Name: Lucy Nairn 

Nationality: UK


Writer Profile

The penultimate scene shows Victor (dressed in a seductive kimono draped over his baggy women’s bodysuit) playfully placing a pair of flashing mouse ears atop Jules’ head, a moment of mutual understanding that could not have been foreseen. A long shot perfectly framed by the sofa – a familiar symbol of domesticity associated with closeness and family – shows Jules’ response, featuring facts about penguins. He is interested in something and not only that, he wants to share his knowledge with someone, which he clearly is unable to do at home.

The film finishes with Jules walking down the pathway – devoid of any other people - from the apartment, shimmering ears still intact. As he glances over his shoulder towards Victor, he smiles with adoration, reminding us that love can be found in the most improbable places – as long as you have a pair of flashing ears.

Je Vois Des Gens, meaning ‘I See People’, is the graduate film of Niels Putman. It tells the story of the unlikely connection between a young boy, Jules, and a cross-dressing man, Victor.

We meet Jules, a discontent pre-pubescent boy, sat in the window of his high-rise flat with the universal tones of David Attenborough meandering in the background. This immediately injects a soft, almost vulnerable mood to the film, but Jules’ position in the window also suggests a hint of voyeurism, which is reiterated by a camera shot taken from the window down towards the street.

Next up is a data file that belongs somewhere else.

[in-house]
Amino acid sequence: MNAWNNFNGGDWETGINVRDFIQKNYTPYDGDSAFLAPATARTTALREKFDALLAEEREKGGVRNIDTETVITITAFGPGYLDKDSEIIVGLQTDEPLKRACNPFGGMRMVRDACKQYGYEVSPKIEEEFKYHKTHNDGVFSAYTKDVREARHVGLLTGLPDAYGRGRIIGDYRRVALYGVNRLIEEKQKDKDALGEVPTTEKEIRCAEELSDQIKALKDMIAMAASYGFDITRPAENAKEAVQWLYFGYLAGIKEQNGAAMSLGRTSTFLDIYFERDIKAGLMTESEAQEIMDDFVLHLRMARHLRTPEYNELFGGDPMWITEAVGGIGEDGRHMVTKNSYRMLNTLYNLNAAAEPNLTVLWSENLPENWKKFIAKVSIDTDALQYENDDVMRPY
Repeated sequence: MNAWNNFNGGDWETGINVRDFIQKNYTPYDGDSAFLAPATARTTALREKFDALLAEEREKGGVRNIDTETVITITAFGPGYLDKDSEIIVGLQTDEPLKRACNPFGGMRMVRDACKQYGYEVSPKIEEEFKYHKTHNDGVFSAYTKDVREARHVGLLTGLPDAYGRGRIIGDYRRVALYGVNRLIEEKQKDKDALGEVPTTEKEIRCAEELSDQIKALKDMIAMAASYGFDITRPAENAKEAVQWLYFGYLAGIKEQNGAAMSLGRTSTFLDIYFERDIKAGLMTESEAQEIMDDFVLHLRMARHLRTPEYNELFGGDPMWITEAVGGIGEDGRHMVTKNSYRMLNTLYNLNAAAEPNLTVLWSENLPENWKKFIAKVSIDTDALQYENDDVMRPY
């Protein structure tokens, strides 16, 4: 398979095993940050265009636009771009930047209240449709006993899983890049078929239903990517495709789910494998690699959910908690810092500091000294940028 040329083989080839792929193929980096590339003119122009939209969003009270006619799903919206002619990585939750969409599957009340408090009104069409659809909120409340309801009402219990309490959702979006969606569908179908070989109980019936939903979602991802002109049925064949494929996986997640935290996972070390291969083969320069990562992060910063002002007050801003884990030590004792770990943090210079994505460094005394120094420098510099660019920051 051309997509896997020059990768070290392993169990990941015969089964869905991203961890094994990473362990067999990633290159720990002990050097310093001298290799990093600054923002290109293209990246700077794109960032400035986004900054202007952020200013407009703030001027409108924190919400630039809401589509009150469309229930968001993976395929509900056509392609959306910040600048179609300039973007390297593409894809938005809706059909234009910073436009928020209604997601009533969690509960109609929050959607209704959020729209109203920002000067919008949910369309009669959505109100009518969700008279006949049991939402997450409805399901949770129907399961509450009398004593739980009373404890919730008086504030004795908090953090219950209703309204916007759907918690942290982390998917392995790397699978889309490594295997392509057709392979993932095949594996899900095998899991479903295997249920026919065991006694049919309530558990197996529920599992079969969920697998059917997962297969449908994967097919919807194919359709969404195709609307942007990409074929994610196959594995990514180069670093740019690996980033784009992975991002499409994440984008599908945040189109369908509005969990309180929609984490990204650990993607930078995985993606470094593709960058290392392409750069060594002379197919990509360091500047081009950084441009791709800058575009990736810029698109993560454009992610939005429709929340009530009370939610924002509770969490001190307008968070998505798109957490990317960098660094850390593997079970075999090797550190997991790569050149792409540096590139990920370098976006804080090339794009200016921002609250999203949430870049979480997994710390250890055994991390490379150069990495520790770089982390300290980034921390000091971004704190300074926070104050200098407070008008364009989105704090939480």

​We are then introduced to Victor – in his early 60’s and wearing a long maroon coat and a beret - on an isolated street. As he leaves his handbag unattended, Jules sees an opportunity and grabs it, literally. The location of the street certainly emits a lonely eeriness to the narrative and already invites questions before we are even two minutes in. Where are Jules’ parents? Why are there no other kids out on the street? It is clear that Putman is setting an atmosphere, which can even be tied back to the dulcet tones of Attenborough. Although reassuring, his narration covers nature – which can be a lonely space sometimes.

When Jules discovers a text on Victor’s phone simply stating ‘I love you’, we see a change in him. These three words ignite honesty, causing him to venture to Victor’s apartment, handbag in tow. He enters, finding himself in an Aladdin’s cave of wigs, jewellery and women’s clothes. Despite walking into a stranger’s dark apartment – you would only presume this to be a daunting and unnerving experience – the space never feels perilous. The cabaret-style music tinkling away or the mountains of colourful clutter suggest nothing to be afraid of: it’s not so dissimilar to visiting that eccentric relative that has never married and has just gathered the oddest of paraphernalia to seem more interesting.

As the pair meet properly for the first time, the framing of the shots are primarily close-ups, adding a depth of understanding between the two; this also extenuates their faces from anything else within the shots that may deflect attention. There is definite intrigue between the pair, especially when Jules makes himself comfortable on the sofa and probes Victor about the message he received prior. These are two strangers, separated by generations, but one is seeking something that the other no longer needs: love. 

Je Vois Des Gens - Niels Putman (Belgium)

Short Film Competition